nick pratt manifest destiny

Nick Pratt’s album mirrors the life of a thousand Texas rap acts heading West.

“I know that I can make something out of nothing.”

In the 1930s The Great Migration took plenty of blacks from the caste system known as the Jim Crow South and headed north or west. The end result was the demographic shift of thousands, if not millions of black faces in search of something better not from home. Although the Migration died off around the 1970s, it subtly continues today. Country rappers, proficient in preaching with the tongue of a Southern boy who knows the world have moved beyond their comfortable homes down South and headed West – in the name of glory.

Texas is patient zero in regards to its burgeoning rap stars leaving. They aren’t hitching their wagons to the idea that West is where their destinies lie. But they’re still going, still venturing and still seeking. It’s happened with Houston born rappers such as Stockz and with DFW movers such as Justus, Rikki Blu & Nick Pratt. Pratt is no stranger to shifting around the country for his own personal gain. He graduated from the University of Pittsburgh where it taught him how to man up in a strange world. He still carries within the demeanor and twang of a Southern boy cautious of the world at large. It’s why Manifest Destiny, his late summer album has meant not only so much to him but his fan base as well.

“All I wanna do is make country rap tunes in my basement…” – Nick Pratt

Pratt’s growth as a rap star isn’t lost on him, especially considering all the times he’s wanted to quit and pursue something else. It hits all of us in different moments. There’s a strain that comes to chasing dreams, a constant battle uphill where the walls feel much closer than they appear. But Pratt’s words all throughout Manifest Destiny tell us that he won’t quit, even if all the external forces in the world lean on him to do so.

“It’s a dog eat dog world, and I’m just tryna get a little piece,” Pratt sings on “Dawgeatdawg” as if he were a lost member of The Dramatics. There’s mentions of hustling, chasing women and chasing dollars, typical alpha male aspirations. Pratt operates like Brother Mouzone in a way here. He’ll lose sleep, he’ll tug on tightly rolled blunts to get away from his problems. But he’ll constantly remind himself the same way Mouzone told his audience, “What got you here is your word and your reputation … without it, you’re done.” With frequent collaborator Cassius G’s help, Nick Pratt has found himself on the edge of selling his soul just to get ahead.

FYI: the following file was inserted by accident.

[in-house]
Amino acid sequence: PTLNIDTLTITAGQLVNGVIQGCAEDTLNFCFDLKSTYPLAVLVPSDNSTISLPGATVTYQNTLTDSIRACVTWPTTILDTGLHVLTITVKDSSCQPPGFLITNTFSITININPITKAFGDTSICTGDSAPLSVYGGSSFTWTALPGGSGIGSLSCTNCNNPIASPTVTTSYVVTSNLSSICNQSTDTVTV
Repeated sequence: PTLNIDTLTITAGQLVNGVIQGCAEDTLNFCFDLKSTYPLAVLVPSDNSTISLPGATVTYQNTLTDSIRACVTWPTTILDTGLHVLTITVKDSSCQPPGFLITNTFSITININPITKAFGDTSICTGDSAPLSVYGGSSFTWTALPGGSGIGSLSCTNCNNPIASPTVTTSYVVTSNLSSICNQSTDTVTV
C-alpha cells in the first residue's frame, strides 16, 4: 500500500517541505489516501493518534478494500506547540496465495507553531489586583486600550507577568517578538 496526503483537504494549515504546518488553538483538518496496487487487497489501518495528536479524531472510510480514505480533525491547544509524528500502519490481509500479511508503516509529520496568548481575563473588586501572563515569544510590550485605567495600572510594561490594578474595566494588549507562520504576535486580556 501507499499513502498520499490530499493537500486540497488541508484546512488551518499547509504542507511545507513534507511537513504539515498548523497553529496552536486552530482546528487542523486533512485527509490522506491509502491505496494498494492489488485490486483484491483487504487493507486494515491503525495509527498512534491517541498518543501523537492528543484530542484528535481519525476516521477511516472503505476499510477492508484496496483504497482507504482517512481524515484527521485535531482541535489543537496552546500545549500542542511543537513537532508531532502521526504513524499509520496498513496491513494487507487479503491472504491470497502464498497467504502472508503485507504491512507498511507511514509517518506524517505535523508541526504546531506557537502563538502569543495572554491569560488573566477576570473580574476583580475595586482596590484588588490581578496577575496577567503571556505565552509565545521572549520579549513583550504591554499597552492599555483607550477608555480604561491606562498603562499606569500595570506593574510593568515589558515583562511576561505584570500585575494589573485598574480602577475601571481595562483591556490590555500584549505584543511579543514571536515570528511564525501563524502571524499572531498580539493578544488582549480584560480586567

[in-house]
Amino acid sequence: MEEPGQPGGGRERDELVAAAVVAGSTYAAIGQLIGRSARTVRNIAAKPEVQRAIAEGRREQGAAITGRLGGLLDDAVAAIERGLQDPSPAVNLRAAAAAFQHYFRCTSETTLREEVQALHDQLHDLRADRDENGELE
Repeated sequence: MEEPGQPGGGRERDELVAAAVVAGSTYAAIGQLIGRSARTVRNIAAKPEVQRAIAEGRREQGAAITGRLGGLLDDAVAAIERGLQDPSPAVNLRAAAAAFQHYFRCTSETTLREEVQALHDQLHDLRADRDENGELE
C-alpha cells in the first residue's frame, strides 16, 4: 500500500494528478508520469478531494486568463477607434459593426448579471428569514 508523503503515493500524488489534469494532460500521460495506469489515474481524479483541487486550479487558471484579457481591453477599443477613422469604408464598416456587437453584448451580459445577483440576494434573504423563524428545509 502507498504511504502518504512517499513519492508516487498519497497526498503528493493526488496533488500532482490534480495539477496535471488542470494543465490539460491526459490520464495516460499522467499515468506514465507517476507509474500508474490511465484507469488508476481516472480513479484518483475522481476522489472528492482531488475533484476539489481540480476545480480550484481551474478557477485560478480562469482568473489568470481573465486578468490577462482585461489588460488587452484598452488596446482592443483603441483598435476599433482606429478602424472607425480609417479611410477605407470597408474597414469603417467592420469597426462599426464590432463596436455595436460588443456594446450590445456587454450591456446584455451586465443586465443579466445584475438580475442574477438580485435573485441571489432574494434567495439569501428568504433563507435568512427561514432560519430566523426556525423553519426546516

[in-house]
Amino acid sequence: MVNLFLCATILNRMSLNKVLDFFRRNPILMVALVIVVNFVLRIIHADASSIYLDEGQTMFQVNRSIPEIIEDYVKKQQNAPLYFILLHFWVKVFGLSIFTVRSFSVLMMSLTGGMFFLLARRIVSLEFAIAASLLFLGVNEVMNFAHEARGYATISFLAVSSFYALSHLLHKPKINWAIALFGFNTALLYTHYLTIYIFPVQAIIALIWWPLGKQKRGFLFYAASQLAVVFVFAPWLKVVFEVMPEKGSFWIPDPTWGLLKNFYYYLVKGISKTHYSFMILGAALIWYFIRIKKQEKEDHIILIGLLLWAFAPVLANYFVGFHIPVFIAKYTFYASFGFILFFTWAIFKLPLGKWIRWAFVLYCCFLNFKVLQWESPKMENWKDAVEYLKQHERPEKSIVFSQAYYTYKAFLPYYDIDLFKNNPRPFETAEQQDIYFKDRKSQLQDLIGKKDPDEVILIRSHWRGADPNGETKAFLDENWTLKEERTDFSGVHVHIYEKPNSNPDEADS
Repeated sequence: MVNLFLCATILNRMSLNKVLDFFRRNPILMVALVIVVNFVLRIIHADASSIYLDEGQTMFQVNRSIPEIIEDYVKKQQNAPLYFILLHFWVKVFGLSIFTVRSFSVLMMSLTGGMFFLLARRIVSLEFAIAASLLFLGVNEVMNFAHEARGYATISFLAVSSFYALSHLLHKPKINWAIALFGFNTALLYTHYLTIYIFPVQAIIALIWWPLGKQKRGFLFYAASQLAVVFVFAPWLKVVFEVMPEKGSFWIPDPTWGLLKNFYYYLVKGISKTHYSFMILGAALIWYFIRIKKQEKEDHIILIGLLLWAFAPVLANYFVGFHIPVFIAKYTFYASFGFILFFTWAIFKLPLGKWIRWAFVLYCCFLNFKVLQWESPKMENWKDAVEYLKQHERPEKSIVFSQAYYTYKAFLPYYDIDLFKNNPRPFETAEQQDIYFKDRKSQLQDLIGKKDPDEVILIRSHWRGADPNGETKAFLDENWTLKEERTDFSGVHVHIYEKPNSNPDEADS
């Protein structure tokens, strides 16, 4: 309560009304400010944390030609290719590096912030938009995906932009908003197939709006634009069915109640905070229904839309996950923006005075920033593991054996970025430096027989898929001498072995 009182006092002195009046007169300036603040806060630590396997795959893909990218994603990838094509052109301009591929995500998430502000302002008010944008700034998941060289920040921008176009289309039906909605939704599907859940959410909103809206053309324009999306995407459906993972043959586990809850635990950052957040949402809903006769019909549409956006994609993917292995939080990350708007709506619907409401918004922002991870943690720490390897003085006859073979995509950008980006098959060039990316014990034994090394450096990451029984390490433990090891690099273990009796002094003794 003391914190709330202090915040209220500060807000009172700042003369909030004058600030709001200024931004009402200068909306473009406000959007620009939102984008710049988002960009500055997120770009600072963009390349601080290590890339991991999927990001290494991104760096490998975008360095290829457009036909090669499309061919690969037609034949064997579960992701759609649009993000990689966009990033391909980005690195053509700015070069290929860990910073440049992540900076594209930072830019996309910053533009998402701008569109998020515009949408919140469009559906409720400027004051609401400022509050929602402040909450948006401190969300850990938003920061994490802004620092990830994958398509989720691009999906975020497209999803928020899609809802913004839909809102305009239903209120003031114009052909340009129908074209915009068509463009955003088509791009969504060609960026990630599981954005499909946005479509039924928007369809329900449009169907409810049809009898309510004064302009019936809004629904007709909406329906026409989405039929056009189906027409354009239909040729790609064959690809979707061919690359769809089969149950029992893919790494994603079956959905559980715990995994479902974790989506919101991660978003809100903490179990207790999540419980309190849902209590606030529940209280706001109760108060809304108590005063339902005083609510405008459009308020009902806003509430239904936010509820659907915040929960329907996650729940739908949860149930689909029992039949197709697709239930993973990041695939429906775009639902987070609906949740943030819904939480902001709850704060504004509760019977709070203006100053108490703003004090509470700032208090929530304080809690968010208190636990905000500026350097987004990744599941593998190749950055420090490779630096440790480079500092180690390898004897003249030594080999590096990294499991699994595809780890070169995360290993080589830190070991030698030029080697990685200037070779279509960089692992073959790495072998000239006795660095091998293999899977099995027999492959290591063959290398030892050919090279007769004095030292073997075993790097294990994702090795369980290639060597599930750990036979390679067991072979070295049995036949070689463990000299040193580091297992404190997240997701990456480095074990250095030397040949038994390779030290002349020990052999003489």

He contends with a bit of remorse, “I know soon as I learn some patience, I won’t learn how to wait no more.” Looking out at the skies of California, he’ll smile with an unease to him. Living out there has married his two loves, hard bass and introspection. The rubbery bass of “2DamnHard” complete with hand claps make the Funkytown product feel as if he’s from Oakland. He could have called Manifest Destiny TexaCali if he wanted to. But it’s all about achievement with Nick.

“All I wanna do is make country rap tunes in my basement,” he admits on “TooDopeBoyz”. His voice raises a pitch just to drive the Cali influence home but he’s still a Texas boy at heart. Growing up, you learned to be Dolemite with boasts and braggadocio. Pratt’s humor leads us to an image where he may throw 20 inch rims on his niece’s skates so she can ride bigger than anybody. But that’s Nick’s destiny. To smoke big, make the music he wants and feels and ultimately travel the world with it.

Everyone who has ventured either East or West or North in search of their ultimate dream hits that block. That uneasy feeling of doubt and frustration. Nick Pratt is one of, it not thousands of rap acts from the Lone Star State who knows the state and its rap politics. He won’t be “martyred down” in the hustle, especially not in the name of decent rap tunes. He’ll keep pushing, until all other options are exhausted.

Pratt’s Manifest Destiny is available now on iTunes.

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